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prop damage

GusGus Posts: 66 Baller
Bit surprised to find the prop in this condition, its 2 years old. I don't remember seeing all those little holes last year when we took it out. Anyone any experience with that? Is this normal?



Comments

  • Pat MPat M Posts: 726 Crazy Baller
    What's in your water?
    Mastercraft81SnS
  • oldjeepoldjeep Posts: 3,497 Mega Baller
    edited April 2017
    Do you moor that boat in the water? Looks like the damage you get from stray current (electrolysis) when you have no anodes.
    Chuck P
    Not a mechanic but I play one at home
  • GusGus Posts: 66 Baller
    It has been out of the water for four months, for the winter break. In some of the holes, more caverns, there was some very clear lightgreen copper rust.
  • oldjeepoldjeep Posts: 3,497 Mega Baller
    Sure, but are you sure those holes were not there when you put it away? The hull clearly didn't get cleaned
    Chuck P
    Not a mechanic but I play one at home
  • RichardDoaneRichardDoane Posts: 4,343 Mega Baller
    From the condition of the bottom, I'd guess your boat spends a lot of time in the water where electrolysis has taken a toll. I'd bolt a couple of zincs to the shaft support strut or swimstep brackets to help protect your next prop. Dis-similar metals in solution are the culprit.
    BallOfSpray Pacific Northwest Vice President of Event Management, aka "Zappy"
    scotchipmanjjackkrashthagerBRY
  • bkobko Posts: 36 Baller
    Have you used a power-tool like a disc-grinder or similar close to the boat and the sparks have hit the prop?
  • oldjeepoldjeep Posts: 3,497 Mega Baller
    edited April 2017
    One more bit of good news. Zoom in, your strut bushing has melted. Did someone run it in gear dry right before it was pit away?
    Chuck P
    Not a mechanic but I play one at home
    Gus
  • liquid dliquid d Posts: 1,202 Mega Baller
    With holes in your prop like that does it make the turbulence behind the boat better? You might have something there!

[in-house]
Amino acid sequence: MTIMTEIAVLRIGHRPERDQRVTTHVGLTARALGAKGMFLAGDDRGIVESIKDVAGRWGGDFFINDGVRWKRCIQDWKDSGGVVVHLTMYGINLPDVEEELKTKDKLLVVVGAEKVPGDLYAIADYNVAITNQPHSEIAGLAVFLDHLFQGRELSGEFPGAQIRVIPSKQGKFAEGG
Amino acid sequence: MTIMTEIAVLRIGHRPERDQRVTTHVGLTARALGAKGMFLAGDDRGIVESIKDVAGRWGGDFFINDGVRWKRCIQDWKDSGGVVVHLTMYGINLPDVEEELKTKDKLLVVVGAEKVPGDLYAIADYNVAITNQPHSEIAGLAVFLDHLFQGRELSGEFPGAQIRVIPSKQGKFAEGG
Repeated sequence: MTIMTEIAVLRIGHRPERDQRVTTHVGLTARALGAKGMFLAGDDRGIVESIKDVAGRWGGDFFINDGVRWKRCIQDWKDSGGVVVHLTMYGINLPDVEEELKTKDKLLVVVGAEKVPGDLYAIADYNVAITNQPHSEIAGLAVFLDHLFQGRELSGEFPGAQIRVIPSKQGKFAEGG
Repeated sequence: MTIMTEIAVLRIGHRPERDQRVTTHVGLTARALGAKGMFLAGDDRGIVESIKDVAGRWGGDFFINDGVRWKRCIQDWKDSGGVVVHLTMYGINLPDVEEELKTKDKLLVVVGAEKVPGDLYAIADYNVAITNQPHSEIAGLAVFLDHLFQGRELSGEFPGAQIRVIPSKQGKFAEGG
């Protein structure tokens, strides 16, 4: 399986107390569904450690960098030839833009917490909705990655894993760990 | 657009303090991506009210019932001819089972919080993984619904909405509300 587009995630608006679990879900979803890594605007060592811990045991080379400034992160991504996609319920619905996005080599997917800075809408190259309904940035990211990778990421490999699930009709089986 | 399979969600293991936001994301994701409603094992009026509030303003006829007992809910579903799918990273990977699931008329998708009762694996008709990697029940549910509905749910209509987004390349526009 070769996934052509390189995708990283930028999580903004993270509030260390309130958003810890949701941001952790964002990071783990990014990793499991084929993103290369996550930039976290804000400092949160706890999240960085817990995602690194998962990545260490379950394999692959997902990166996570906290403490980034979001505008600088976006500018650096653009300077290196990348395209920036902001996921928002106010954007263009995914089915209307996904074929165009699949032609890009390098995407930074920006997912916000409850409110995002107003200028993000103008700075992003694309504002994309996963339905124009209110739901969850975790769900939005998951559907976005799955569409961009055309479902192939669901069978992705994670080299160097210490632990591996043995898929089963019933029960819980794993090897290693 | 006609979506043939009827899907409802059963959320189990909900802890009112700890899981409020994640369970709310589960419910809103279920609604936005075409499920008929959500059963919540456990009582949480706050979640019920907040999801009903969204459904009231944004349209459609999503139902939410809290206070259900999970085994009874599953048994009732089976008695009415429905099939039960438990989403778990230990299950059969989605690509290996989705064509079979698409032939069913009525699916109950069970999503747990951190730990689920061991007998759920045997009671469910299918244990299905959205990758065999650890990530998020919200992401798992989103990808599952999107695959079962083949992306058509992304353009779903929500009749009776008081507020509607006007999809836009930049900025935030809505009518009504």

RichardDoaneGus
  • GusGus Posts: 66 Baller
    So something like this needed..


    I always thought ski nautiques in sweet water didn't require any anodes.
  • Orlando76Orlando76 Posts: 1,208 ★★★Triple Panda Award Recipient ★★★
    It does look like it could be electrolysis but not quite like I'm used to seeing. Yes a zinc anode like pictured above will help. My main question is what's causing the electrolysis? Could be exposed electric in the boat or in this case more likely at the dock.
    Gus
  • GusGus Posts: 66 Baller
    I have a sun powered ventilator, installed in the cover - very effective against mould and always a fresh smell in the boat. Its plastic, and could produce quite some static on sunny days. But I'd expect that to dissipate when it hits the water surface..
  • riplashriplash Posts: 24 Baller
    Hey Gus, You should make sure that the negative terminal of the sun powered ventilator power source and/or battery is grounded to the negative terminal or engine block of the boat. That should help reduce that static, and that static is probably adding to the electrolysis problem.

    -Rip
    Gus
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